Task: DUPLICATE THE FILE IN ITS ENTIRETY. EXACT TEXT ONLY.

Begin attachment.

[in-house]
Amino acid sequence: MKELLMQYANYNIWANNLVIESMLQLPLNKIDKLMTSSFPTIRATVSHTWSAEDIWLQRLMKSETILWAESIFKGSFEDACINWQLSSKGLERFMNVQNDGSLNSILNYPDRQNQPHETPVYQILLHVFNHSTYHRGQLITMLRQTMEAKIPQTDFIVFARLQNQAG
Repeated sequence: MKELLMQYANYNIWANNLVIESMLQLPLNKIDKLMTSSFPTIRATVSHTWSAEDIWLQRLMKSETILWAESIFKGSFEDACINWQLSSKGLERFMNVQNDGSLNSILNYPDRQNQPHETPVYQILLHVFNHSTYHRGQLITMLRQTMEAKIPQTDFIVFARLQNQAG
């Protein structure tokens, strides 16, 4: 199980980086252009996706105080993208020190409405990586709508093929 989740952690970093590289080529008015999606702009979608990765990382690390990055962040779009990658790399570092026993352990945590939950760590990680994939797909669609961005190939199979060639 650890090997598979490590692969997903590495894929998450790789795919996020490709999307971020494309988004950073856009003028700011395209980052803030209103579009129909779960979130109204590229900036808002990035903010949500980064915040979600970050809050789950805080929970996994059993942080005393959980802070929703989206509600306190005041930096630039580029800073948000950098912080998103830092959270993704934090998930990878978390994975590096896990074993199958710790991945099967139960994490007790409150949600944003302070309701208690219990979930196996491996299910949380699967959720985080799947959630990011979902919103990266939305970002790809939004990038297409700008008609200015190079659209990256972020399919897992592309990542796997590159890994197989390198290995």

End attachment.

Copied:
[in-house]
Amino acid sequence: MKELLMQYANYNIWANNLVIESMLQLPLNKIDKLMTSSFPTIRATVSHTWSAEDIWLQRLMKSETILWAESIFKGSFEDACINWQLSSKGLERFMNVQNDGSLNSILNYPDRQNQPHETPVYQILLHVFNHSTYHRGQLITMLRQTMEAKIPQTDFIVFARLQNQAG
Repeated sequence: MKELLMQYANYNIWANNLVIESMLQLPLNKIDKLMTSSFPTIRATVSHTWSAEDIWLQRLMKSETILWAESIFKGSFEDACINWQLSSKGLERFMNVQNDGSLNSILNYPDRQNQPHETPVYQILLHVFNHSTYHRGQLITMLRQTMEAKIPQTDFIVFARLQNQAG
């Protein structure tokens, strides 16, 4: 199980980086252009996706105080993208020190409405990586709508093929 989740952690970093590289080529008015999606702009979608990765990382690390990055962040779009990658790399570092026993352990945590939950760590990680994939797909669609961005190939199979060639 650890090997598979490590692969997903590495894929998450790789795919996020490709999307971020494309988004950073856009003028700011395209980052803030209103579009129909779960979130109204590229900036808002990035903010949500980064915040979600970050809050789950805080929970996994059993942080005393959980802070929703989206509600306190005041930096630039580029800073948000950098912080998103830092959270993704934090998930990878978390994975590096896990074993199958710790991945099967139960994490007790409150949600944003302070309701208690219990979930196996491996299910949380699967959720985080799947959630990011979902919103990266939305970002790809939004990038297409700008008609200015190079659209990256972020399919897992592309990542796997590159890994197989390198290995």